Offline broumbroum

Junior Member





« Reply #16 - Posted 2007-03-17 10:02:25 »

That is correct but as you can read the code beyond, it can be loaded before you call display. So it is that you can expect a delay between init and show.
But the other way to avoid high use of RAM could be that you load only one FileChannelInputStream brought by the JAI ImageIO lib. Thus it is faster at loading. But it still doesn't let you ignore pre-loading of data. As well as it cannot be checked if data are lost without VolatileImage Objects.

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Offline broumbroum

Junior Member





« Reply #17 - Posted 2007-03-18 07:19:12 »

(...)
So, if the game is of the nature that you stumble across most of its arts in the first 3 minutes of the game then the RAM will run out and start swapping.
That is one reason for I'm making out of a simple RAM self-made swapper, I mean, to put all data to a disk swap file list as I clear the memory to garbage. I use java.lang.ref SoftReference (commonly Soft-Cache) and PhantomReference (Buffer) plus java.io.File to swap Objects to file system. it really speeds up RAM and I managed to catch all Overflows through methods callbacks.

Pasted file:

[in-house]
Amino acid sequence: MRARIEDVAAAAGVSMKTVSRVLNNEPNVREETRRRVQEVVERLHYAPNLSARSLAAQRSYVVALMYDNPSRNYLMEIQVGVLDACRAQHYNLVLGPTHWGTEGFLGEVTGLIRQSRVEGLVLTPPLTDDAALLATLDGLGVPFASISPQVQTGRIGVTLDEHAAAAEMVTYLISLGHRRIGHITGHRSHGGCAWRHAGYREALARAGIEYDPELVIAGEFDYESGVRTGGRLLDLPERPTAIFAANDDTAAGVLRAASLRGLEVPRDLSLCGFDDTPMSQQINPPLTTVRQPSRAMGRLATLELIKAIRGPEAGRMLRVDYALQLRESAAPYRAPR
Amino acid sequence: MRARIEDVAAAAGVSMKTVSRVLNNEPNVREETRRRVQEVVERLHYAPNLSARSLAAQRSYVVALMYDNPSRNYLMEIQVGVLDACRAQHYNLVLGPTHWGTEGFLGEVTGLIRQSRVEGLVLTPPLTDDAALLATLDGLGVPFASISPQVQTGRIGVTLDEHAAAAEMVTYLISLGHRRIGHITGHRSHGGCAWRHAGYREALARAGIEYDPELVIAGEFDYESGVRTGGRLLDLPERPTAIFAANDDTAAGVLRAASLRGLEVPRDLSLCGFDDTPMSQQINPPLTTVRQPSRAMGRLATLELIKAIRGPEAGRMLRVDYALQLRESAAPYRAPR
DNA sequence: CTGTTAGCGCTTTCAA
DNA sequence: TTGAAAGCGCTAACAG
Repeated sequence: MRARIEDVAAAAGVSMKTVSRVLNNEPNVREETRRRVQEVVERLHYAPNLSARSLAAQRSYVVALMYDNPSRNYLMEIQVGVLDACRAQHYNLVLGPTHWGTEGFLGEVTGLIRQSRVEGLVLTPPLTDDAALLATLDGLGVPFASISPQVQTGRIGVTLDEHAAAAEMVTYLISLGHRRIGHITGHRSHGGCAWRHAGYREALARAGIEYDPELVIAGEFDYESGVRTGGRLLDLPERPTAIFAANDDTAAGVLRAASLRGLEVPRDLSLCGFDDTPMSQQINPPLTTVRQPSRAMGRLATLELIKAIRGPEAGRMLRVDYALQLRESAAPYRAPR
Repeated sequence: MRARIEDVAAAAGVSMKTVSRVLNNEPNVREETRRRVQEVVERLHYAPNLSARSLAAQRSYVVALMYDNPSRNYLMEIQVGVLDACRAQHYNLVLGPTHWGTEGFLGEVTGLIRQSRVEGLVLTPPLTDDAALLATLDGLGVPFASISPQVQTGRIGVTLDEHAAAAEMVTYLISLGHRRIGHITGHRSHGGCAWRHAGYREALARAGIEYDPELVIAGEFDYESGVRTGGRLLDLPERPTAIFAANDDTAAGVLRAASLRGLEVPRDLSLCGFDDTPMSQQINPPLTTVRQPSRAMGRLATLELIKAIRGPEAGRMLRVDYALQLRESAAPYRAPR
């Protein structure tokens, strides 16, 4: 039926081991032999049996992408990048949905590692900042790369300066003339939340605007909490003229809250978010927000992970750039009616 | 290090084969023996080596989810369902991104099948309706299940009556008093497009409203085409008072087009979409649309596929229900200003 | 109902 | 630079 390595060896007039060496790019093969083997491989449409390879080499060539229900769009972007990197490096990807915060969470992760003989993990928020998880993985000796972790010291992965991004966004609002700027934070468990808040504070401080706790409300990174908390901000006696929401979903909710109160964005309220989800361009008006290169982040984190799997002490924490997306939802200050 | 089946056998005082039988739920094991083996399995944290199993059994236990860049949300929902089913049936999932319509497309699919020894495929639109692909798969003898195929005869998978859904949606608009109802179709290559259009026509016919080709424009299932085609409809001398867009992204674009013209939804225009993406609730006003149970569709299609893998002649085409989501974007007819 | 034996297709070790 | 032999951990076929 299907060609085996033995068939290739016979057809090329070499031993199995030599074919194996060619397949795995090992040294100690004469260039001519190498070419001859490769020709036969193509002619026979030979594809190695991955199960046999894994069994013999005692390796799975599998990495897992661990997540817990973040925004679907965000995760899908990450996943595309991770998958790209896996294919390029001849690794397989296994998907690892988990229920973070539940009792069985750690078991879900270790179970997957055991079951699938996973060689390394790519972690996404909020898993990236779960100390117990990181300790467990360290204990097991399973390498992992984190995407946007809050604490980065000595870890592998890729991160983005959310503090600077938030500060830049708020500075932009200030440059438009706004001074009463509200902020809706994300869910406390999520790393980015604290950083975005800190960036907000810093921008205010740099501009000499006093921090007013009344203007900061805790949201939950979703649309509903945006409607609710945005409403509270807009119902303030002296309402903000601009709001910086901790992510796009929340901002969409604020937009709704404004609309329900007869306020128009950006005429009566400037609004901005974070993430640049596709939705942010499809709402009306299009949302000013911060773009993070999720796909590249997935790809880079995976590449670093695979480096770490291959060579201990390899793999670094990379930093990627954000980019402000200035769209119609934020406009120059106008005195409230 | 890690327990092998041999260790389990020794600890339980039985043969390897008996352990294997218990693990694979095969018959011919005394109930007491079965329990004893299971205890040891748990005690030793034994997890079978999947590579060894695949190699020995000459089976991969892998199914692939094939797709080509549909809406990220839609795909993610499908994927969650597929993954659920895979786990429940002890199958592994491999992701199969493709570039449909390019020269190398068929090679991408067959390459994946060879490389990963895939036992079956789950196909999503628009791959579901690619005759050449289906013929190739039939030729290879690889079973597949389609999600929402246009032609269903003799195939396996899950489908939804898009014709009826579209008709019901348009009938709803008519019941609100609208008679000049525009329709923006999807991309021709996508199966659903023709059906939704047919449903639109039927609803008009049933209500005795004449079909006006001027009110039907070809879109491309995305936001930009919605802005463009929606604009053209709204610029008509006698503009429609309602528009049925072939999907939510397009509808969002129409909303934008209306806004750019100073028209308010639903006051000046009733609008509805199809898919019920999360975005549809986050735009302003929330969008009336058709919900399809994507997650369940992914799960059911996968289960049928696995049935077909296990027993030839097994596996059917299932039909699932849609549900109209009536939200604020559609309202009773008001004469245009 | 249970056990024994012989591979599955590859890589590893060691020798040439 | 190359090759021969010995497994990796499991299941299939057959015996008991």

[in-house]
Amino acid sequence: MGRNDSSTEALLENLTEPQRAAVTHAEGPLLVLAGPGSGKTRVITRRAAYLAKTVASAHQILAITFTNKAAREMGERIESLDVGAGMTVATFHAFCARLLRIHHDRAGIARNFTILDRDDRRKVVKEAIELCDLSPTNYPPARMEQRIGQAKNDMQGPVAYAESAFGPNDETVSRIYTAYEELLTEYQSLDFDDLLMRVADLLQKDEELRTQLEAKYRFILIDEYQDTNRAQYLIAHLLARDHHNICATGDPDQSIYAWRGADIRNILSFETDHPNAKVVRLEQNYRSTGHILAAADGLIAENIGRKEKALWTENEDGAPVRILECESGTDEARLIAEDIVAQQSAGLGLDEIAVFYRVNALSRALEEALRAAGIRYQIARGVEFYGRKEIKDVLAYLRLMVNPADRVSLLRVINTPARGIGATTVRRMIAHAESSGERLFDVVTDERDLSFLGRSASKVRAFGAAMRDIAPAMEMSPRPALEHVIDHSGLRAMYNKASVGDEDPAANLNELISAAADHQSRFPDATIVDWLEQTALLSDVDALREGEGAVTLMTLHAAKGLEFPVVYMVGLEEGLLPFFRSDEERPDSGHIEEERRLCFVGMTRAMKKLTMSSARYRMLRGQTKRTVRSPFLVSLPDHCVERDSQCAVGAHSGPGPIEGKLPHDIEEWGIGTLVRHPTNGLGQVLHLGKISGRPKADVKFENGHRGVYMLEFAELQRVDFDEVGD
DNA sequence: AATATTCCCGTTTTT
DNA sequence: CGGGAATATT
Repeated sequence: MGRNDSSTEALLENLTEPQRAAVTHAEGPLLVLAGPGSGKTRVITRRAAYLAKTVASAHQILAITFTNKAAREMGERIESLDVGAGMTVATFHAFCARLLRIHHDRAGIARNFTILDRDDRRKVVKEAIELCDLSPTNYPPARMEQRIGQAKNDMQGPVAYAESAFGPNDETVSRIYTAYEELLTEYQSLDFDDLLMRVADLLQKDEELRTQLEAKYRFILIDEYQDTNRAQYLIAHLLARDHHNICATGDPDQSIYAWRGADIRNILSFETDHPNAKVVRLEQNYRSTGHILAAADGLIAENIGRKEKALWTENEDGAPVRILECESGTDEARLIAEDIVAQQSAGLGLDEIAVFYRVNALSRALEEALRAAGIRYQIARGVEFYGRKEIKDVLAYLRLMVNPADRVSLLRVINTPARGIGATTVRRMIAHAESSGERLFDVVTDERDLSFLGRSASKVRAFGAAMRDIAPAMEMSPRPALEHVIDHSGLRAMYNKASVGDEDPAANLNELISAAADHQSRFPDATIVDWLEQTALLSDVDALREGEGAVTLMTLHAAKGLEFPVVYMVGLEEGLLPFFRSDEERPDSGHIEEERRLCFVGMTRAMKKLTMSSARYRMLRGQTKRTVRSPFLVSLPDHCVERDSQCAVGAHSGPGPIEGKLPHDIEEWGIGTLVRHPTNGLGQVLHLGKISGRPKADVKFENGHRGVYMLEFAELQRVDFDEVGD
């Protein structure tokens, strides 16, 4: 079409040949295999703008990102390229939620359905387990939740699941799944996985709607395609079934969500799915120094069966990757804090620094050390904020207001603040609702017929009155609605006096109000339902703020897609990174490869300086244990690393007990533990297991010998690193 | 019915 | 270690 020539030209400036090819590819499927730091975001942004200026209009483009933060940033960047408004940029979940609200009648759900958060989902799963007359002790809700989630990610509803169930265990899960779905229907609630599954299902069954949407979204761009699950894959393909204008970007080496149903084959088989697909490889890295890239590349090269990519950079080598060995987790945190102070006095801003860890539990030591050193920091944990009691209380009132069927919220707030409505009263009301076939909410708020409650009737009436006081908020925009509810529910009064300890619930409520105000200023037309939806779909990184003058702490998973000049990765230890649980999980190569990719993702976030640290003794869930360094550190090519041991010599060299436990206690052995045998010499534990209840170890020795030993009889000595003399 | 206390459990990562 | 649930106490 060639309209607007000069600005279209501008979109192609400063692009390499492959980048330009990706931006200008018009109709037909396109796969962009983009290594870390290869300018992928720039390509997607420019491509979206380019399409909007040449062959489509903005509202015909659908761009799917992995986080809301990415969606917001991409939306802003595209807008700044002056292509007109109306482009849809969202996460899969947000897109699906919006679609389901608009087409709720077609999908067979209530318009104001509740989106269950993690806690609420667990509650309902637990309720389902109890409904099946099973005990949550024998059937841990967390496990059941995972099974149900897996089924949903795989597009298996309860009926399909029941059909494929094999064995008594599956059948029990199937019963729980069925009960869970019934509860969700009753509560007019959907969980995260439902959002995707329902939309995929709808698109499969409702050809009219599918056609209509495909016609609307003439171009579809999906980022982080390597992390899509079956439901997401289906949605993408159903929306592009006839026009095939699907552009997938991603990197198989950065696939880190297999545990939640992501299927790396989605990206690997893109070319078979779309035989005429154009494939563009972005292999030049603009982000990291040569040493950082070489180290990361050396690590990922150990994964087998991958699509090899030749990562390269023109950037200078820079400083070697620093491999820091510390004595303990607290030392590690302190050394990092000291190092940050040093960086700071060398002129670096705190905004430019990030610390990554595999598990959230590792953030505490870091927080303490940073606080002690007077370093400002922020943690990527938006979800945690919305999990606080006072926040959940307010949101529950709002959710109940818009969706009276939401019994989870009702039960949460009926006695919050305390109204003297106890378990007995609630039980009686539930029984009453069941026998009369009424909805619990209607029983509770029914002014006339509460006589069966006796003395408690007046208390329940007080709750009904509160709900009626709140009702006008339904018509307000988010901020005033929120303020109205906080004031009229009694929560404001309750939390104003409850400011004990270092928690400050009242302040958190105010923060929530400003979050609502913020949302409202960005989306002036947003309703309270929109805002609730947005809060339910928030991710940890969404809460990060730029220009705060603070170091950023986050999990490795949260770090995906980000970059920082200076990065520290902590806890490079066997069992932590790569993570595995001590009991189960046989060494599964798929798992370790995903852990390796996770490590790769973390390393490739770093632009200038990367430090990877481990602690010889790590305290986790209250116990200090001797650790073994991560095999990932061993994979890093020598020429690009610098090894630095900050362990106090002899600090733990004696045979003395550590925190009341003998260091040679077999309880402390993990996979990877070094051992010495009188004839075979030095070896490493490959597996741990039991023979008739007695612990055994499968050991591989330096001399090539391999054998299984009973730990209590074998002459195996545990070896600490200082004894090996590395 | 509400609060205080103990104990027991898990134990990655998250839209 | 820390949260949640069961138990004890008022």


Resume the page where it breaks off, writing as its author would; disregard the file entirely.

Quote
If a huge map takes 10 second to load then it would mean I get this delay the first time i want to draw it instead of having all the waiting while my loading screen is shown on game statup.
In fact, once loaded, BufferedImage will be  stored in RAM. So if memory heap limit isn't overrunned, then to draw ain't problematic for the JVM. My thoughts about overrunning memory brought me to consider every java method-call to grant them Thread-safe operations as well as to avoid OutOfMemory exception loops.   Grin